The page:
It's like a "Crazy Ex-Girlfriend" scene in real life: Rachel Bloom, who co-created that CW musical-comedy TV series about a slightly insane Rebecca Bunch, is calling on her speakerphone while driving to, of course, therapy.
"Yes! Exactly!" Bloom, 32, agrees with a laugh. And the synchronicity continues with "Crazy Ex-Girlfriend Live," in which song-and-dance numbers from her just-concluded series come to three-dimensional life with a warmup show Sunday, May 12, at The Paramount in Huntington before performances Tuesday, May 14 and Wednesday, May 15 at Radio City Music Hall,
"We didn't want to conflict with Radio City by doing another New York City show," Bloom explains about what she calls a public dress rehearsal, like an out-of-town tryout of a Broadway play. "It's going to be, in a fun kind of way, rougher around the edges. We'll be starting and stopping and we wanted to make it feel separate and a little more casual than Radio City. So I think it will be a really interesting and much more intimate show."
In either venue, she notes, the revue will be much expanded from "Yes, It's Really Us Singing: The Crazy Ex-Girlfriend Concert Special!" that ran immediately after the final episode on April 5.
"I'm literally still scripting it and revising the set list," Bloom says in this May 2 conversation, "because the finale was only 42 minutes and the [stage] show is twice as long and I didn't want to repeat too many jokes. So I'd say that structurally it's maybe half the same," with added songs and more language-explicit versions of others. "All the series regulars and most of our recurring cast are joining us," she says, with series co-creator Aline Brosh-McKenna taking actress Rachel Grate's place as Rebecca's frenemy Audra Levine.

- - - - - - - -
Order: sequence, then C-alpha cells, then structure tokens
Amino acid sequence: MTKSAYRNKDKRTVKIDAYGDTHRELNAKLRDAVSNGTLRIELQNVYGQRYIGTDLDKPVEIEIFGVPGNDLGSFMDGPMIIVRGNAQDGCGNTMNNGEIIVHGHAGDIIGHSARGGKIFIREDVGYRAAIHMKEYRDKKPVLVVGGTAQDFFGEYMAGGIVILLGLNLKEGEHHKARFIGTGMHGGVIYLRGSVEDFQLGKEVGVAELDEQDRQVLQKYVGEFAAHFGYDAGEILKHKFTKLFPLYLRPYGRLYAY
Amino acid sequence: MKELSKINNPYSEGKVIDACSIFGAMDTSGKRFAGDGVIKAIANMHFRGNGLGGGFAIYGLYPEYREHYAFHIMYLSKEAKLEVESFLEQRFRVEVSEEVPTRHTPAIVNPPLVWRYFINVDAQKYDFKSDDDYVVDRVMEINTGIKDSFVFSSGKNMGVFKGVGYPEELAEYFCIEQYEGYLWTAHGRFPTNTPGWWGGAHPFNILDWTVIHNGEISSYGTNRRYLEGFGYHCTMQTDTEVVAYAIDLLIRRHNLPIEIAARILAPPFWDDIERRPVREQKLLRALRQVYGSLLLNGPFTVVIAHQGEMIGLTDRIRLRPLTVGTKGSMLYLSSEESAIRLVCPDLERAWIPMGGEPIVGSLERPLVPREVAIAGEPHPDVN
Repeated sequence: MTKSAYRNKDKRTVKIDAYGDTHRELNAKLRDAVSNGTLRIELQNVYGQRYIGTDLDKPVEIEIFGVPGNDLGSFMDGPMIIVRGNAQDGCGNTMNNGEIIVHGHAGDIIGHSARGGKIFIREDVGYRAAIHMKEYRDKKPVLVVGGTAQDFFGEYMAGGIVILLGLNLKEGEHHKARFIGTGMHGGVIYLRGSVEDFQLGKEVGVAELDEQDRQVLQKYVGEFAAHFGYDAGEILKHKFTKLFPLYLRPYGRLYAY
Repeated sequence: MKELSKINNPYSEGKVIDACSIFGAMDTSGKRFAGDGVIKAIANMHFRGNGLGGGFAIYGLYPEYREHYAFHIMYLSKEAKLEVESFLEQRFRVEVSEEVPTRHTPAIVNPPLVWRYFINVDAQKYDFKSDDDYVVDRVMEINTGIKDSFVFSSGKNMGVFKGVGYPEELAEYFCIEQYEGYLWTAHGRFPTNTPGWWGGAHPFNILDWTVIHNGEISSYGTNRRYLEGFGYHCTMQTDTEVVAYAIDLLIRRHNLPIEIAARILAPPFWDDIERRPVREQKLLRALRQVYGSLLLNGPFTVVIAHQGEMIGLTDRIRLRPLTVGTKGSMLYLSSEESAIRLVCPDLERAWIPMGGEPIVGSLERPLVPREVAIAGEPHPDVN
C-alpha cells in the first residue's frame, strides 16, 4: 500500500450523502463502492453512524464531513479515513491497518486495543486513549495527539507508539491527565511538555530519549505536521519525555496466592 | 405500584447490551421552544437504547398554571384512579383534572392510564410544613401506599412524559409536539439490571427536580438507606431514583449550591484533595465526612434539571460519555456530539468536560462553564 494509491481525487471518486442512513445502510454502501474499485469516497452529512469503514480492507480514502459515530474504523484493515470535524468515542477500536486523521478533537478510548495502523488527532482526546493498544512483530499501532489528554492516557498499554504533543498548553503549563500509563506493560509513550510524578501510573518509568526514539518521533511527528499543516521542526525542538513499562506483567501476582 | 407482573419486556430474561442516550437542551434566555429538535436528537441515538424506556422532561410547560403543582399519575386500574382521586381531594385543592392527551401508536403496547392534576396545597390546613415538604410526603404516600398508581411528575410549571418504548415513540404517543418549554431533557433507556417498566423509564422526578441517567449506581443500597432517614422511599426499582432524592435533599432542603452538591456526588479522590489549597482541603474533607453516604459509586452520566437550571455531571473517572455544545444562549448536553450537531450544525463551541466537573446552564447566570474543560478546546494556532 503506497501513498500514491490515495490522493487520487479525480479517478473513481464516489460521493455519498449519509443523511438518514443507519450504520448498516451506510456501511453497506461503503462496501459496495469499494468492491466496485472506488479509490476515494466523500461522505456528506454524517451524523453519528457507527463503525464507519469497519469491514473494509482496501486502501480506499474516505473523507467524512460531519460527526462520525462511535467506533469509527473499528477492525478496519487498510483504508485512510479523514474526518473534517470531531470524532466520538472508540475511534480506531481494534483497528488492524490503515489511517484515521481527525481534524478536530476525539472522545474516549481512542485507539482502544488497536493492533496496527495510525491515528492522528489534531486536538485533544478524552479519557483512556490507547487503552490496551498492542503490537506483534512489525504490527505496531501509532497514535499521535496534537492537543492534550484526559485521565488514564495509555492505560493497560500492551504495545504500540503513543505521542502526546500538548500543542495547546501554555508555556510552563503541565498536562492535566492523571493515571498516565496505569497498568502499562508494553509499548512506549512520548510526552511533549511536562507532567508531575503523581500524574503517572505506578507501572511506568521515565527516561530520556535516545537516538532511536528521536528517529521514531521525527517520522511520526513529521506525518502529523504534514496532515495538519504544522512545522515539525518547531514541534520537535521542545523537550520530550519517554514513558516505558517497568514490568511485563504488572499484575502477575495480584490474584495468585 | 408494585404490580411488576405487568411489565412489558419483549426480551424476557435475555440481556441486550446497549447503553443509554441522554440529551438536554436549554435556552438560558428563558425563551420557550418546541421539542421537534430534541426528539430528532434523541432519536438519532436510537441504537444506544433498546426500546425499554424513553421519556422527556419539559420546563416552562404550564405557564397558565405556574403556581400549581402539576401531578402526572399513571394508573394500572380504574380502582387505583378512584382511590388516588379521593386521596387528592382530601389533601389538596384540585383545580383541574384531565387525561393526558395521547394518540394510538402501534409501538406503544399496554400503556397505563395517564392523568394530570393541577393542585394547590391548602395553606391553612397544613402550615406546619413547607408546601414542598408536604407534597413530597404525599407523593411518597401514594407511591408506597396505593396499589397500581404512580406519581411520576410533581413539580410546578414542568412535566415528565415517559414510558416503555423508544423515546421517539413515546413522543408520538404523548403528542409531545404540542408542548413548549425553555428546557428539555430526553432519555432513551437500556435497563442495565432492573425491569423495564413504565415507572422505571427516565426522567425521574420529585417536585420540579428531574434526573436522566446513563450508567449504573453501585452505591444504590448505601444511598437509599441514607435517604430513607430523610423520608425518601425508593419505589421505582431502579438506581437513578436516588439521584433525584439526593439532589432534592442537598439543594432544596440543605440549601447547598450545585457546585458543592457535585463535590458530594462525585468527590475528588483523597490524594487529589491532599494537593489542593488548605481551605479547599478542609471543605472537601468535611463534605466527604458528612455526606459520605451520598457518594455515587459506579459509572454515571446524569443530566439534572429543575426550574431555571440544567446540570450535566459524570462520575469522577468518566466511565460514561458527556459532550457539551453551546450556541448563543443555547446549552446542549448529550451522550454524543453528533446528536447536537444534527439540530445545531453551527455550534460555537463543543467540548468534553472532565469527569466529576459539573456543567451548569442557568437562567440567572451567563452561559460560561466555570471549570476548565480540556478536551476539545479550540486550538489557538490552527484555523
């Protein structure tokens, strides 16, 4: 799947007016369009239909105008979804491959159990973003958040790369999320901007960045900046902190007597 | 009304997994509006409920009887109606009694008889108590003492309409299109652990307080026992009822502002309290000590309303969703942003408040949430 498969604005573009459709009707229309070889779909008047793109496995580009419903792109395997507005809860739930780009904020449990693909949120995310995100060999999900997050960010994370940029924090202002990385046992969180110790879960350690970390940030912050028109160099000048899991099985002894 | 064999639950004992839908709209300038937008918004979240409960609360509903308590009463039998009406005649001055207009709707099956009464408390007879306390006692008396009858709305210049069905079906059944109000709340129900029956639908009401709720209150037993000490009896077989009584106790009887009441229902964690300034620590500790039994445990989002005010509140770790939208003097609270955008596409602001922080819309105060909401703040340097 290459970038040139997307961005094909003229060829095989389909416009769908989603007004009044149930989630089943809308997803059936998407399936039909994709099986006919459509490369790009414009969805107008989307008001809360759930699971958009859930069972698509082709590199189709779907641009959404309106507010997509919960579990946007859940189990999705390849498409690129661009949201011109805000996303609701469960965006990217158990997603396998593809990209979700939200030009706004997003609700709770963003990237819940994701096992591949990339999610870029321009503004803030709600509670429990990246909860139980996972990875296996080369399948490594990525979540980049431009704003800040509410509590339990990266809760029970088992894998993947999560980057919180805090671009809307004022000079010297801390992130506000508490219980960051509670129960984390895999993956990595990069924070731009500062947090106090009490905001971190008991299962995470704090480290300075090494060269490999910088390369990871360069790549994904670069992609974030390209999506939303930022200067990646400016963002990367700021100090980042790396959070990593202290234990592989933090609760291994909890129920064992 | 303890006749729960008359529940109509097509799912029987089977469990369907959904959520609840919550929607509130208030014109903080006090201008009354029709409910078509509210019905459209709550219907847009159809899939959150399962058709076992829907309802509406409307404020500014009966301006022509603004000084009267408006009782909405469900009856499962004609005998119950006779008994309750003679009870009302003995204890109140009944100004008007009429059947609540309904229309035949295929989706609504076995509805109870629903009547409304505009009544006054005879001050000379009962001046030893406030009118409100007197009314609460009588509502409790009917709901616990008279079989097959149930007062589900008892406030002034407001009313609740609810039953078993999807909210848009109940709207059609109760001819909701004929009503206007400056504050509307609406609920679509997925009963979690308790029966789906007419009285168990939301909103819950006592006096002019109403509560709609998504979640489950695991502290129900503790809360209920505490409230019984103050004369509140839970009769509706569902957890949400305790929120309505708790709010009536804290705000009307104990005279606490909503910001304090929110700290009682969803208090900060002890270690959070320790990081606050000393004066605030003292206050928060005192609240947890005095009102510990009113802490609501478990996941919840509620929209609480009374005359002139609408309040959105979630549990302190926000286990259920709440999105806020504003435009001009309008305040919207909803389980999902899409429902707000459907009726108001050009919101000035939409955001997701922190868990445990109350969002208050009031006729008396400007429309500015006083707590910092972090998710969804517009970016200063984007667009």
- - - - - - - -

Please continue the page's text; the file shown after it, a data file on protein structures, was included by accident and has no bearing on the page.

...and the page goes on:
The Paramount show isn't Bloom's only connection to Long Island: Her comedy writer-producer husband, Dan Gregor, 37, was born and raised in Hewlett and graduated in 2000 from George W. Hewlett High School, where he was an editor of the school paper, the Hewlett Spectrum.
"Whenever we're on Long Island, I really like that his bedroom is really a time capsule," Bloom says. "My parents have turned my old bedroom into kind of a spare space, but his have kept his bedroom pretty much the same. He has all the old high-school newspapers in this kind of cupboard. I like reading all of his opinion pieces from when he was 16 or 17."
Next up for Bloom, among other possibilities, is working with one of Queens' favorite daughters. "I think Fran Drescher already hinted that we're working on something 'Nanny'-related," Bloom says, referring to Drescher's 1990s sitcom "The Nanny," for which a reboot attempt involving Drescher and rapper Cardi B recently fell through. "It's really great to be working with someone who also co-created her own show and played a heightened version of herself."
It doesn't get more real than that.